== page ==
Reformation is a popular women’s fashion brand that puts “sustainability at the center of everything we do.” The company is very transparent about its sustainability goals, its fabrics, and manufacturing processes, and you can learn more about Reformation’s specific sustainability practices here. Reformation has brick and mortar stores in California, New York, Florida, Illinois, Massachusetts, D.C., Canada, and the U.K. As the brand claims on Instagram, "Being naked is the #1 most sustainable option. We're #2."
Patagonia believes in “auditing the materials and methods we use to make our products, taking responsibility for the entire lifecycle of our products and examining how we use resources at our buildings and facilities.” The company is also a One Percent for the Planet business, it is Fair Trade Certified, and it aims to be transparent about its business practices and sustainability methods.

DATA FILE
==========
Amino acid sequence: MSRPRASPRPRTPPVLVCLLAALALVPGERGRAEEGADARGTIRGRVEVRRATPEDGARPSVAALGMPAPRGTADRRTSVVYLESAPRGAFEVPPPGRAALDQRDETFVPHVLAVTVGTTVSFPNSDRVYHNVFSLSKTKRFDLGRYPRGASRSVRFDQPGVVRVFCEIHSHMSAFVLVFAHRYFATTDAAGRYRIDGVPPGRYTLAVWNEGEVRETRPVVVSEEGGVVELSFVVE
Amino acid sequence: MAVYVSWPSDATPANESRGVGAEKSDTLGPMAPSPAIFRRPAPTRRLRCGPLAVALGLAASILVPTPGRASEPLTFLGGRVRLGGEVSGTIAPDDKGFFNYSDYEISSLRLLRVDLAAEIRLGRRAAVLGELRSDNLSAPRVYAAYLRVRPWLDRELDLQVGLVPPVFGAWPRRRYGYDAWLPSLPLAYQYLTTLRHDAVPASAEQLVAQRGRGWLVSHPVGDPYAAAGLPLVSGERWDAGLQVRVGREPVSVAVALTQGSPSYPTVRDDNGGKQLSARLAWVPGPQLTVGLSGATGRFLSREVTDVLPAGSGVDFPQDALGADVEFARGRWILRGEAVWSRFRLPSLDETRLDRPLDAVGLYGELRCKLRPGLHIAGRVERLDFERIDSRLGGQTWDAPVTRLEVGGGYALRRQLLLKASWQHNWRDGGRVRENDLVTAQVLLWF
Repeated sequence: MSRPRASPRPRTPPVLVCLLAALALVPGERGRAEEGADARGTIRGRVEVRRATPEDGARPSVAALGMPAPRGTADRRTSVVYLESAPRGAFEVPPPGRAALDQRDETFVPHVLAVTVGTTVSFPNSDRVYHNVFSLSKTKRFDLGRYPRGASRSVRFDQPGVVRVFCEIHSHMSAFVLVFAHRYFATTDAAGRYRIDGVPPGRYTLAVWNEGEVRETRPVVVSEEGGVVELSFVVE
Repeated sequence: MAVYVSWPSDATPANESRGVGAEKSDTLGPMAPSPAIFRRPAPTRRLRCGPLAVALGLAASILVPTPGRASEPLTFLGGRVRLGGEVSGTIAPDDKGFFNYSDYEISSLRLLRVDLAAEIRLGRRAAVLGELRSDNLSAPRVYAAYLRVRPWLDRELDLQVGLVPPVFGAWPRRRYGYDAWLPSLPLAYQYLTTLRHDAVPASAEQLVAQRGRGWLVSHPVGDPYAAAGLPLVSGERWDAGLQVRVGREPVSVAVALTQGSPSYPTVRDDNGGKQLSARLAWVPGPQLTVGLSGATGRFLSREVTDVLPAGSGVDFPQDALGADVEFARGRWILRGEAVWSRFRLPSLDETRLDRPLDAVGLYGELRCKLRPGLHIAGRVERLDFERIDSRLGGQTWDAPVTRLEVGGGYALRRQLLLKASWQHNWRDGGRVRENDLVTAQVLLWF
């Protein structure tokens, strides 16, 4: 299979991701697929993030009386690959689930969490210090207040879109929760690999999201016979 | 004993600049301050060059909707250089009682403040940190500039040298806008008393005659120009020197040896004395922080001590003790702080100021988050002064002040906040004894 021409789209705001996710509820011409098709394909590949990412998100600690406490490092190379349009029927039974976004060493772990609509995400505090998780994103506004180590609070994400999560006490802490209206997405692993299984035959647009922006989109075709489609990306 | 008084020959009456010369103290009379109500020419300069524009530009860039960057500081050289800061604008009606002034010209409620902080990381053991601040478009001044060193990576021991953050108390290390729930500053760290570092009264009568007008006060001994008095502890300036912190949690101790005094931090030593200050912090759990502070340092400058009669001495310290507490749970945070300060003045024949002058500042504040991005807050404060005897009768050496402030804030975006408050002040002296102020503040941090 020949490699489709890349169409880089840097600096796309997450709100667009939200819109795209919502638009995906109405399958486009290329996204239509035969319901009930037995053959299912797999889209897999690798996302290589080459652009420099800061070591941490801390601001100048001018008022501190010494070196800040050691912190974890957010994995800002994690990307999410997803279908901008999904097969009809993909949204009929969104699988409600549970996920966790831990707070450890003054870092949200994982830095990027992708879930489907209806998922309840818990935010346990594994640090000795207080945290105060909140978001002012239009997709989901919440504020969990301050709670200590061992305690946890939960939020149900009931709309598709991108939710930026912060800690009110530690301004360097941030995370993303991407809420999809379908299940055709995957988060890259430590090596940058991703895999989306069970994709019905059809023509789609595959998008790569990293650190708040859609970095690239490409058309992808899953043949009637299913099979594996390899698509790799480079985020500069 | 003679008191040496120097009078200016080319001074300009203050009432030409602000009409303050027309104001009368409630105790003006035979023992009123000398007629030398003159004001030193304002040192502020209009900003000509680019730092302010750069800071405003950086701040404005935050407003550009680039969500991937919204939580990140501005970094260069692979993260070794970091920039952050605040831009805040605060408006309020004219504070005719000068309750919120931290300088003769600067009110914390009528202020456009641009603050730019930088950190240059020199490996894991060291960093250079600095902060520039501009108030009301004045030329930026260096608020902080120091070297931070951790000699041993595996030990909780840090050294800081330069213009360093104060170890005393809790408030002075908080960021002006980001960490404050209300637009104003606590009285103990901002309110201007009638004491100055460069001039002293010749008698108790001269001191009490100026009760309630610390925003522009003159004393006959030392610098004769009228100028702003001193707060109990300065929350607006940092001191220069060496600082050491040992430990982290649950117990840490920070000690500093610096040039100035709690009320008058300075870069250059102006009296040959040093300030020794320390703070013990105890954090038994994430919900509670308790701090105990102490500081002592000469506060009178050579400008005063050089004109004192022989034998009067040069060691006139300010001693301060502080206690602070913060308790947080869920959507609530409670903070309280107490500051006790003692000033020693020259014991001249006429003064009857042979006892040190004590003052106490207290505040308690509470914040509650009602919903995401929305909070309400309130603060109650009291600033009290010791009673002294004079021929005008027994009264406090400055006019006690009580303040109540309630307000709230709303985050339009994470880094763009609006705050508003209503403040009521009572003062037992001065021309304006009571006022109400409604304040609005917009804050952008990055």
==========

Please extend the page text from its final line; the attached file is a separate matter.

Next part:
Patagonia also has a program called Worn Wear that allows customers to send in worn Patagonia garments that are still in good condition in exchange for a Patagonia credit. You can even shop for used Patagonia gear on the Worn Wear website. Patagonia stores (and outlets!) can be found all across the U.S. and in many other countries including Argentina, Australia, France, Japan, Taiwan, the U.K., and more.